Jingshuidun (Chine): What was the agriculture like in Late Neolithic
HIGHER EDUCATION PRESS
Source - https://www.eurekalert.org/news-releases/949108
3D model of major charred plant remains identified at the Jingshuidun site. (a) Layer 25, Chenopodiaceae caryopsis; (b)Layer 27, Solanaceae caryopsis; (c) Layer 27, rice caryopsis; (d) Layer 32, Fabaceae caryopsis; (e)1–4: Layer 25, 5: Layer 26, foxtail millet caryopsis HIGHER EDUCATION PRESS LIMITED COMPANY
The emergence and spread of agriculture in the Neolithic had a revolutionary impact on the development of human society, and it provided a solid economic basis for the origin and development of human civilization. In southern China, the original crop was rice, but over time, millet cultivation gradually spread. Affected by these various environmental and social developmental factors, there are still many issues about spatiotemporal detail of agriculture development in southern Anhui Province, China, with most information currently deriving from historical documents and rather limited archeological evidence.
The study, looked at data of the archeobotanical remains at the Jingshuidun site in the mountainous areas of the lower reaches of the Yangtze River in southern Anhui Province. This work was carried out by the research team of Wu Yan, from the Institute of Vertebrate Paleontology and Paleoanthropology, entitled “The history of agriculture in the mountainous areas of the lower Yangtze River since the late Neolithic” is published online in Frontiers of Earth Science on 2022.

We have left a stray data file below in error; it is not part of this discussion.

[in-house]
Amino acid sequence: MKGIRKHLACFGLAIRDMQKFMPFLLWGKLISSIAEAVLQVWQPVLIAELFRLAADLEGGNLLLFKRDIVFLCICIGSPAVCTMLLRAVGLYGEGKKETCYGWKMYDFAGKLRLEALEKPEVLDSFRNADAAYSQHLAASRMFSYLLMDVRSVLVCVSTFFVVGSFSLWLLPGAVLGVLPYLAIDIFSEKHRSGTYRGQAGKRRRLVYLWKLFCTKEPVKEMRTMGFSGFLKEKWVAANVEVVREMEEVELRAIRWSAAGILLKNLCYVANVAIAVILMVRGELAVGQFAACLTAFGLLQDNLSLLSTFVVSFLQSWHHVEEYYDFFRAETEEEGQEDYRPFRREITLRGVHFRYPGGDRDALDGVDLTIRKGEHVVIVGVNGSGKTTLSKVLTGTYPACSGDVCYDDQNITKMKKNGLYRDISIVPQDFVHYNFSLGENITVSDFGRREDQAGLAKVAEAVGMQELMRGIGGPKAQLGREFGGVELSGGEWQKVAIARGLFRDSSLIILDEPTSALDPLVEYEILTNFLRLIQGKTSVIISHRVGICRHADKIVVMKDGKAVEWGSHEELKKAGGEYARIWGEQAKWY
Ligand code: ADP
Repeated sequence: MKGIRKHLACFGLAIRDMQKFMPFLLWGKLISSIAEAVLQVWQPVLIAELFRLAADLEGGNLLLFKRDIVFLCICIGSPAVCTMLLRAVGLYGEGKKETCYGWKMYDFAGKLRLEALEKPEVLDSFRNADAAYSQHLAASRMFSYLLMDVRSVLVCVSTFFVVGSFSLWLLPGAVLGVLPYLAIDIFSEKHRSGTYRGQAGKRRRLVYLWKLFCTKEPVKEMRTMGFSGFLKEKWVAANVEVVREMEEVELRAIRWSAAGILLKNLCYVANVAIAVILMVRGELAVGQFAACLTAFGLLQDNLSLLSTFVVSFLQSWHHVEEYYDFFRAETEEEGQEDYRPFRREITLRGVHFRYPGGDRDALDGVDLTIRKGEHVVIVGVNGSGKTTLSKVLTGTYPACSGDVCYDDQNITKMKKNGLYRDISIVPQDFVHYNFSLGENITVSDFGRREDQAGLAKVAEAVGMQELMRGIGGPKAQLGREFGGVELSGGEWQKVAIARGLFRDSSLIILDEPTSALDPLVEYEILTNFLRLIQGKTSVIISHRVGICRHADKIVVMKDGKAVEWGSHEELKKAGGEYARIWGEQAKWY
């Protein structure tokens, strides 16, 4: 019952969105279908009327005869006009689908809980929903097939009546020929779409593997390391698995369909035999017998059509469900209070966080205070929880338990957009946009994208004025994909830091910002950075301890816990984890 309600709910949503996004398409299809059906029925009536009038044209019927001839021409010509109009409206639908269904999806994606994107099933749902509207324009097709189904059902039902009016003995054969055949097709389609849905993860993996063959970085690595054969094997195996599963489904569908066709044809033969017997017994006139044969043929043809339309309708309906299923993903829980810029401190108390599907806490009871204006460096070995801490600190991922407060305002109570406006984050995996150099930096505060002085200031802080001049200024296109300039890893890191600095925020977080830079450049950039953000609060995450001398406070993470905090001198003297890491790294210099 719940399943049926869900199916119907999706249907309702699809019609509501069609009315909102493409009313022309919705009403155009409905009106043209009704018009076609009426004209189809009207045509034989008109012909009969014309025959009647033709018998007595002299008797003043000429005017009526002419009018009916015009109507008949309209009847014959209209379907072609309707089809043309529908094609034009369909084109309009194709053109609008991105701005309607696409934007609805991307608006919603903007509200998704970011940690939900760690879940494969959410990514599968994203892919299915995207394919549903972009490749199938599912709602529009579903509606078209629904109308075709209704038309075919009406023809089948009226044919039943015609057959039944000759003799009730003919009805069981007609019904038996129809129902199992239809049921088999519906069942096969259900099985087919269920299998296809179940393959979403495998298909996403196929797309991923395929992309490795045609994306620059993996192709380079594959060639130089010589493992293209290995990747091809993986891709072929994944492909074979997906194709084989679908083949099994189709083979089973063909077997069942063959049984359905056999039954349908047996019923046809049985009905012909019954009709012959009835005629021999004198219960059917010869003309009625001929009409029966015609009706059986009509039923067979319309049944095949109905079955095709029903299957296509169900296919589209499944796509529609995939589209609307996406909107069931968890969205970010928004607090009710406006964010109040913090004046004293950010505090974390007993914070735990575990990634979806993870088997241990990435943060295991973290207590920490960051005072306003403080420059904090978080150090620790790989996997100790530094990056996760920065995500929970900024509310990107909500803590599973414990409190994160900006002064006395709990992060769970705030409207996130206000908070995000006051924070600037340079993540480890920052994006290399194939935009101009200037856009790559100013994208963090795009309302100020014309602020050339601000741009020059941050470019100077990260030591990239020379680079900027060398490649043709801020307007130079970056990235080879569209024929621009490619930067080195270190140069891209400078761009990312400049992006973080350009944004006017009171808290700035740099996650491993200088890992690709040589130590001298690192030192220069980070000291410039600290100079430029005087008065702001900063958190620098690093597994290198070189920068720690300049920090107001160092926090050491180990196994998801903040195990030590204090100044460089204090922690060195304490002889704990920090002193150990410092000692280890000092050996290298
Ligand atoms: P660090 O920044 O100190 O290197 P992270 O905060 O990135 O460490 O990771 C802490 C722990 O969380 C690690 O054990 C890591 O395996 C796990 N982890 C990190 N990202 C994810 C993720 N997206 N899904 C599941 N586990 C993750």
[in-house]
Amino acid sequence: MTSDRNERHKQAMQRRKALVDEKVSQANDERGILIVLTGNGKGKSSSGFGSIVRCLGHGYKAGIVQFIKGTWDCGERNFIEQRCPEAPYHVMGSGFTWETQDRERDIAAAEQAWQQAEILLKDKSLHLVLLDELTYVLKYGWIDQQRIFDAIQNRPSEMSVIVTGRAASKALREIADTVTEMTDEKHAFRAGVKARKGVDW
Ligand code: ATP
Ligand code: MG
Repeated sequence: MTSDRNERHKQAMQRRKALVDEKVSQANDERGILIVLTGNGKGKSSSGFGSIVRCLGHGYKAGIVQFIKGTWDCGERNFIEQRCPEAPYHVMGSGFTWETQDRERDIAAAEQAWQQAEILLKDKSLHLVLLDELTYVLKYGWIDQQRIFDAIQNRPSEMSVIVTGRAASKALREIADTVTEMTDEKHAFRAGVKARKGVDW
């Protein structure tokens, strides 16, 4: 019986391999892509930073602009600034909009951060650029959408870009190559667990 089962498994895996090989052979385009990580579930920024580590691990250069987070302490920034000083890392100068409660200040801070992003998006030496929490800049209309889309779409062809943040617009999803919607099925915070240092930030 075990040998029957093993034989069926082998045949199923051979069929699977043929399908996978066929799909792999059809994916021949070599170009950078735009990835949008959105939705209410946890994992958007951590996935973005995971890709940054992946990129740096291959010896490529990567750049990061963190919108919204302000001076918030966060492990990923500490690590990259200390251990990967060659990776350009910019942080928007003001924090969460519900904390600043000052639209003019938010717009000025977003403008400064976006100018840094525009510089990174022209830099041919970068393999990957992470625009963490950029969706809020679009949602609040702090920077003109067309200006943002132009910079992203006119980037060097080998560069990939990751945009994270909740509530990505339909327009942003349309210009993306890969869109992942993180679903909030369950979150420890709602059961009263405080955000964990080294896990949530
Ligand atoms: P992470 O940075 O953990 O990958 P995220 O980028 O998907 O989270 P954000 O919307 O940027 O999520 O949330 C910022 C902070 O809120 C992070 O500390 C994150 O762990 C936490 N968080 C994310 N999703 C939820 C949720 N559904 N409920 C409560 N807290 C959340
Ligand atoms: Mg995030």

The study site of Jingshuidun (31°48 '3"N, 117°11′ 50" E), located at the intersection of the lower reaches Yangtze River Plain and the mountainous area in southern Anhui Province, preserves thick archeological strata and a rare superpositional relationship of multiple occupational periods, allowing for the study of cultural stages and archaeobotany.
The authors noted that macrobotanical remains and phytoliths of domesticated rice are present in layers at the Jingshuidun site dated to 4874–4820 cal. yr B.P. (middle-late Liangzhu Period) and 2667–2568 cal. yr B.P. (late Western Zhou Dynasty to the early Spring and Autumn Period). Moreover, macrobotanical remains and phytoliths from the site document the earliest remains of foxtail millet (Setaria italica) in southern Anhui Province, from a layer dating to the late Western Zhou Dynasty and the early Spring and Autumn Period (2667–2568 cal. yr B.P.). These results suggest that the people occupying the Jingshuidun site used single rice farming as far back as 4874–4820 cal. yr B.P., and they began to plant millet by at least 2667–2568 cal. yr B.P., documenting the spread of millet agriculture to the southern area by that time.
The study also showed that there were many traces of carbonized millet remains in layers dated to 2667–2568 cal. yr B.P. in the Jingshuidun site, which is the earliest direct dating of millet remains in southern Anhui. Evidence of macrobotanical remains at the Jingshuidun site shows that dry cultivation techniques from northern China had spread to southern Anhui by 2667–2568 cal. yr B.P., and that mixed cultivation of rice and millet occurred. It may be caused by the migration of ancient people and the change of climate.
The analyses of their study on macrobotanical remains and phytoliths also formed the basis for the reconstruction of the subsistence economy of ancient humans at the Jingshuidun site from the late Neolithic to early historical times. They can obtain a clearer picture of the development of rice and millet agriculture in the southern Anhui Province region, as well as the spread of millet cultivation, when combined their dates with that of the previous archeobotanical work. It provides new evidence for further understanding of agricultural development and the transmission route of Millet in southern Anhui since the late Neolithic period.
Wang, J., Chen, X., Zhang, G. et al. The history of agriculture in the mountainous areas of the lower Yangtze River since the late Neolithic. Front. Earth Sci. (2022). https://doi.org/10.1007/s11707-021-0956-z